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How to solve your client’s wet basement problems for $10

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Wet basements are one of the most common house issues. While they have the potential to do some damage to a home, they can also really mess up a real estate transaction. The good news is that water intrusion doesn’t have to kill a deal. 

Before we discuss the best solutions, let’s look at the issue.

 

Why do basements get wet?

 

Water is the number one enemy of homes. Water intrusion can result from a leaking roof, a plumbing issue, or a grading problem. However, in most cases, water comes in through the foundation walls. Unlike a burst pipe, leakage through the foundation may be ongoing and intermittent. And it only happens when it rains, often concealed behind wall finishes, so it may not be noticed for some time.

Over 95 per cent of basements experience water intrusion at some point, but water penetration through a foundation rarely causes structural problems to the home. Most of the damage from water intrusion is to interior finishes, furniture and storage, which can be particularly expensive in finished basements.

Many homeowners don’t realize that a house is not a boat. If you surround it with water, water will get through. Building codes typically require damp proofing of foundations, not waterproofing. And the damp proofing does not last forever.

What are the signs?

 

There are many signs of basement moisture other than visible water on the floor, and it’s not always this obvious.

The signs include discoloration, rot or rusted nail heads on baseboards and panelling, water-stained or deteriorating drywall, water-damaged cardboard boxes on the basement floor, storage raised off the floor to protect it, efflorescence (white salt crystals) on concrete and block foundations or columns, rust at the base of steel columns and other metals near floor level, mould, musty odours, peeling paint, lifting floor tiles, a humidifier in the basement and a sump pump that runs most of the time.

There may also be signs of repairs, including patches or evidence of epoxy or polyurethane injections at cracks in foundation walls inside and the top of drainage membranes against the foundation at grade level outside.

That’s quite a list! When prospective homebuyers see any of these, it can scare them away. But in most cases, it shouldn’t. Before we get to the solution, a word of caution—sometimes there are no clues. Finished basements may have concealed problems. That’s why home inspectors use moisture meters and offer advanced thermal imaging inspections as a separate service.

 

What’s the solution?

 

In a nutshell, keep water away from the foundation. Yes, it really is that simple for most homes. Let’s look at the solutions starting with the most common one, which is also the easiest to implement.

Eavestroughs (gutters) and downspouts have an important function: to drain the water that lands on the roof well away from the home. When gutters are missing, clogged or ineffective, we get lots of water accumulating against the foundation, which finds its way into the basement because, as we know, a house is not a boat. Cleaning the gutters every spring and fall is an important part of regular home maintenance.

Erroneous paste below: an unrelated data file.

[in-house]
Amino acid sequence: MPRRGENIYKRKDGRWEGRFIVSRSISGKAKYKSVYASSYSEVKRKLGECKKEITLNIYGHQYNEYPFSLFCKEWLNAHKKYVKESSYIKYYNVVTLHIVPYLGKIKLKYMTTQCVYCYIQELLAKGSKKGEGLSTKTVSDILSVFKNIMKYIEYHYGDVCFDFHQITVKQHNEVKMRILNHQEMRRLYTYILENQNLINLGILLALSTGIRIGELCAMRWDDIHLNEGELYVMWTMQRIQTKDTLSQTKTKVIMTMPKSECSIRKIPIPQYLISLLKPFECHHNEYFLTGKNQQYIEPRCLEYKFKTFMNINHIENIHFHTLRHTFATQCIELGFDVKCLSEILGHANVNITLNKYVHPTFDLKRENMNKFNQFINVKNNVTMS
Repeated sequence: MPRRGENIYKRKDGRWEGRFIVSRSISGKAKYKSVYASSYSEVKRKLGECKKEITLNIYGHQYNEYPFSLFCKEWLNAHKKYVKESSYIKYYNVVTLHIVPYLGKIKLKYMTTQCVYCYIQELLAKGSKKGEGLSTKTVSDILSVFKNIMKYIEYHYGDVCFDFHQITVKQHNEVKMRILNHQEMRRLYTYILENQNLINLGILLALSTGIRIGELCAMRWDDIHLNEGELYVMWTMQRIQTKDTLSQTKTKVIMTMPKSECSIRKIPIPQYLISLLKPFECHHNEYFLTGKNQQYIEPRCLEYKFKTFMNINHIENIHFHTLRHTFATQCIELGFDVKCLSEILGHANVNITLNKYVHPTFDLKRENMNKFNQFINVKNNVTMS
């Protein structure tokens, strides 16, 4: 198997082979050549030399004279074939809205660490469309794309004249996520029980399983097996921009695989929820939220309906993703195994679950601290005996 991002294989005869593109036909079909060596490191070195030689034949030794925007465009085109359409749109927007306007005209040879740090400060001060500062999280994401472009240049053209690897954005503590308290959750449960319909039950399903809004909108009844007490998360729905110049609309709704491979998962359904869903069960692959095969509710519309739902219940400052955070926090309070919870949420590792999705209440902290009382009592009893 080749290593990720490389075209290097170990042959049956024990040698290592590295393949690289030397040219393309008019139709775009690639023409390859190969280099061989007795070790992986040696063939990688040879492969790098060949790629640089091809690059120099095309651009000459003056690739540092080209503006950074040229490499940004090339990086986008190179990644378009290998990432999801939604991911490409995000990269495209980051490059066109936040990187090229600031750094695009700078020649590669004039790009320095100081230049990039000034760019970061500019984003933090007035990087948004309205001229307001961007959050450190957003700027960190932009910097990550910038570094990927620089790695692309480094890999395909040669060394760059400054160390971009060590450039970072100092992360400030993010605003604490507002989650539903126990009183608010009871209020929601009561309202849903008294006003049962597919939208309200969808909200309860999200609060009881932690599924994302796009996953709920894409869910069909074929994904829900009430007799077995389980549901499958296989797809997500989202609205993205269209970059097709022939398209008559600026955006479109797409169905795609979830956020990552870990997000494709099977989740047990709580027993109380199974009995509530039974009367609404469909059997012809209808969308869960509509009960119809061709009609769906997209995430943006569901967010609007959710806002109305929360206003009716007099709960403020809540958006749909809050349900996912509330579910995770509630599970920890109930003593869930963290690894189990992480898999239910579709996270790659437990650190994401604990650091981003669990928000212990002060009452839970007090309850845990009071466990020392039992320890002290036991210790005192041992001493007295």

Downspouts are even more important: they collect all the water from the eavestroughs and carry it away from the home. They carry large volumes of water; if they are missing, damaged, clogged or too short, they put a lot of water in one spot against the foundation, resulting in leakage. The single most common problem is the downspout discharges water close to the foundation rather than six feet (two meters) away from the home. The photo below speaks for itself.

 

 

The following illustration shows how simple this issue is to correct.

 

Source: Alan Carson, Carson Dunlop Home Inspections

 

The $10 solution looks like this: a simple downspout extension. While there are a lot of variations, the idea is to extend the downspout so that water is directed away from the home.

I know, it sounds too simple to be true. I thought so too. But after 45 years in the home inspection industry, I’ve come to know it is a fact.

To summarize, eavestroughs and downspouts must collect roof water and carry it six feet (two meters) away from the home to keep the basement dry.

 

Source: Amazon.ca

One more thing…

 

The second most common cause of wet basements is equally simple but takes a bit more to address. The ground around the home should slope slightly down and away from the house, not towards it. Again, if all the rainwater on the ground drains toward the home, it will accumulate against the foundation and leak through.

The solution? Slope the ground away. It does have to be significant—a drop of six inches (15 cm) over 10 feet (three meters) works well. Driveways need even less slope; as long as water runs away from the home, that will work. It does not require a landscaping contractor to solve the problem. A shovel, some topsoil and a bit of muscle can change the slope.

 

Conclusion

 

There is always more to the story and exceptions to every rule, but now that you know this, you can easily identify and solve most wet basement issues. This is a terrific tool to help you provide great value, keep things in the proper perspective for clients, and avoid derailing a real estate transaction unnecessarily.

 


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